The physical and social configuration of hospitals implies the possibility of introducing inpatients to adverse psychological effects. These effects have been described and analyzed by different authors over the past few years[1–4]. Volicer et al. identified hospital experiences related to routine attention that are perceived as stressful during hospitalization, like: difficulties to obtain data concerning their own therapeutic processes, ignorance of the consequences of the disease, dangers that test involves, reduction of intimate space in the room, use of medical language, restriction of visits of own family’s members and friends, etc. Based on these observations the authors drew up the 40 items questionnaire called Hospital Stress Rating Scale. This scale was validated and translated in Spanish by Kendall. Between 1977 and 1978 other studies on stress during hospitalization incorporated the importance of cardiovascular and socio-demographic factors during hospitalization[7–9], coping strategies and psychological impact[10, 11] and severity of the disease, and presence of pain as important variables, affirming that some of them can predict stress level during hospitalization in acute patients. During the 80s, authors focused their interest on factors related to the patients’ difficulties of adjustment to hospital[13–15]. Researches carried out over the two last decades have extended the study of the iatrogenic effects of hospitalization to different pathologies[16, 17] or stress perception differences between patients and health care staff[11, 18, 19].
Chronic Obstructive Pulmonary Disease (COPD) is one of the most prevalent respiratory diseases with a frequent need for hospitalization; these patients suffer acute exacerbations during the year and hospitalization is an important part of patient care. The illness severity and a progressive loss of quality of life and physical mobility deteriorate patients’social and family support. Nevertheless, although poor relations between pulmonary function and quality of life and social support have been reported in the literature, recent studies have shown that improving physical activity (specific rehabilitation programs) can reduce symptoms and associated psychological dysfunctions and increase well-being and quality of life in these patients[23, 24].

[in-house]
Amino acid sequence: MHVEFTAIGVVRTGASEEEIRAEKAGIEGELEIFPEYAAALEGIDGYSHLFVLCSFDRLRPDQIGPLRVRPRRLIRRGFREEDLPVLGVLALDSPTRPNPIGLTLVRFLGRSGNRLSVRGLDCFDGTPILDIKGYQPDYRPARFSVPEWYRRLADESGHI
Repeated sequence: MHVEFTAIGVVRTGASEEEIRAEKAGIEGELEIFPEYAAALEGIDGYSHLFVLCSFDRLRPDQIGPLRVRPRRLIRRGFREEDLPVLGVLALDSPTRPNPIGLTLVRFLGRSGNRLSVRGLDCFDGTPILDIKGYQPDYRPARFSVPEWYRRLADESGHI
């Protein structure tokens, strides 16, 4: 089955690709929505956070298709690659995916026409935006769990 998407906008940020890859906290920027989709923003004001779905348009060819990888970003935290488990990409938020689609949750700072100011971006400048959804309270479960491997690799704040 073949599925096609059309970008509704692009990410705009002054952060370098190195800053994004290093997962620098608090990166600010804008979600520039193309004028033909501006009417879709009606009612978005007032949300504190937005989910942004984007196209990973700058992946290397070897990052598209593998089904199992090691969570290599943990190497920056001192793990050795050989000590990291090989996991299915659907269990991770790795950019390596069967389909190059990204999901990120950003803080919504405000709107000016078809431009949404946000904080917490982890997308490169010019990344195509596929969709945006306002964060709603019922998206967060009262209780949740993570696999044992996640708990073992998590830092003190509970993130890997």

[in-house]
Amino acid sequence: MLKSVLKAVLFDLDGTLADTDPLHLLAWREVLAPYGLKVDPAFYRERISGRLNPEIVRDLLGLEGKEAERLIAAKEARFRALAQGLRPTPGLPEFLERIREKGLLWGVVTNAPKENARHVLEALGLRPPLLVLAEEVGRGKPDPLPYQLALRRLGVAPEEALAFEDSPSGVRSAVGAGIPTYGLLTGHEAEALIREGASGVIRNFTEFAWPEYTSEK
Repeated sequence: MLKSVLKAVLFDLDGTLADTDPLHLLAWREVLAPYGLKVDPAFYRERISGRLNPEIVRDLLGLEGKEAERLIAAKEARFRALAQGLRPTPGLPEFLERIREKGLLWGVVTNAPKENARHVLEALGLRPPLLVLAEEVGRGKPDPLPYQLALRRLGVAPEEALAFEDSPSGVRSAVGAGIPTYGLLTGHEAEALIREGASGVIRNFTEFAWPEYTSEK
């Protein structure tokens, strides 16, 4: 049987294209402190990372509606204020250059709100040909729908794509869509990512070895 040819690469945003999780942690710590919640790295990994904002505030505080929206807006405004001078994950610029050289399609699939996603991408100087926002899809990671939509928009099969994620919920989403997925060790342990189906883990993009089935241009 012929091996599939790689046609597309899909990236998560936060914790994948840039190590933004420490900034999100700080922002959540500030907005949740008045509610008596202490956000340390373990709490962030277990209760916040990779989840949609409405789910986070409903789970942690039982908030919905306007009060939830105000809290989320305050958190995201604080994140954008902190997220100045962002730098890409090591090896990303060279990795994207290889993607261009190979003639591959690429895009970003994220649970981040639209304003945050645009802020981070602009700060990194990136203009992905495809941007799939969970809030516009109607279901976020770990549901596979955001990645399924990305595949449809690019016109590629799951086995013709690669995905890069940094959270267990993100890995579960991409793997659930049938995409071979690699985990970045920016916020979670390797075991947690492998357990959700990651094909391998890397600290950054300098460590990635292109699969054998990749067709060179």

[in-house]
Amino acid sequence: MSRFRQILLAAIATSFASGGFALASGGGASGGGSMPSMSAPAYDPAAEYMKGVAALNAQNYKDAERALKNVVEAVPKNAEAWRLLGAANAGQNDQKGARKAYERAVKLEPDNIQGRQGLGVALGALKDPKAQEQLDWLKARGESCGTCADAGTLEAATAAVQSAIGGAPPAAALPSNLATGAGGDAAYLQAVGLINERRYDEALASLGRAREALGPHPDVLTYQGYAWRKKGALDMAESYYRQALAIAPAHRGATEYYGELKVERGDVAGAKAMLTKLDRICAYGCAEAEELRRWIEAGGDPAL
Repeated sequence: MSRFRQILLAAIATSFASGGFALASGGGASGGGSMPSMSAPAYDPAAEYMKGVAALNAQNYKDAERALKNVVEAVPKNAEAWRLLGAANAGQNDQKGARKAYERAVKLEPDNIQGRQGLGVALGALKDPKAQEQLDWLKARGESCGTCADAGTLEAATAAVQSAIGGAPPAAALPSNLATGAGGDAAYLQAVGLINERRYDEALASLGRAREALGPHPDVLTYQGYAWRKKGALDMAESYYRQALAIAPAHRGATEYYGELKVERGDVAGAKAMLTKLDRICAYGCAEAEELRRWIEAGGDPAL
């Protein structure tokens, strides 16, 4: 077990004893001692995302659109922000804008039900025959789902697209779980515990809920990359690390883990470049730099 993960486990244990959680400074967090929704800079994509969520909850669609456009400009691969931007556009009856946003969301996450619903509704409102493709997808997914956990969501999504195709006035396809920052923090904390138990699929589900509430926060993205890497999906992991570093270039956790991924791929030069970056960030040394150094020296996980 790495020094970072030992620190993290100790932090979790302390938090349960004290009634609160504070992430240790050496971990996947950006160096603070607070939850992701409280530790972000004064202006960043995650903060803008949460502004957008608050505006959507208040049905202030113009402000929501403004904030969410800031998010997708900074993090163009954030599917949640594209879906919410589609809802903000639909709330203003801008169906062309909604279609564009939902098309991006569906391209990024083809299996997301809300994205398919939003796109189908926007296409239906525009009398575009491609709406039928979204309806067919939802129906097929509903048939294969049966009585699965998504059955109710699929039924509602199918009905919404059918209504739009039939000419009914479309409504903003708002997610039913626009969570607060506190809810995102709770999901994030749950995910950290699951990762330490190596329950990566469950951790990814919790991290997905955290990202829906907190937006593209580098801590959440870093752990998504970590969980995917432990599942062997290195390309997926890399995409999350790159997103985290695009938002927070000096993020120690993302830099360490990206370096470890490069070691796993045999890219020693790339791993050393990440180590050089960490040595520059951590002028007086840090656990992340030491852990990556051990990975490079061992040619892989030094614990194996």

Currently, a bibliographic review of databases does not show scientific studies concerning stress or the psychological effects of hospitalization in patients with COPD or in patients with chronic diseases who need frequent hospitalization. Andenaes et al observed high levels of stress in hospitalized COPD patients, concluding that 58.7% of them showed different levels of stress in comparison to non-hospitalized COPD patients. Then, in their follow up study, Andenaes et al observed a decrease in stress levels nine months after hospitalization; so the authors deduced that this had clearly been caused by hospitalization.
In a previous study, we can observe that patients with COPD suffer low stress levels during hospitalization but it is not clear the role of Health Related Quality of Life (HRQOL) and Social Support. For this reason, the aim of this study is to determine stress levels during hospitalization in patients with a chronic disease such as COPD. After that, we want to relate these parameters to the previous level of quality of life and patients’ social support. We have hypothesized that these last two parameters can contribute to diminishing stress levels in COPD patients.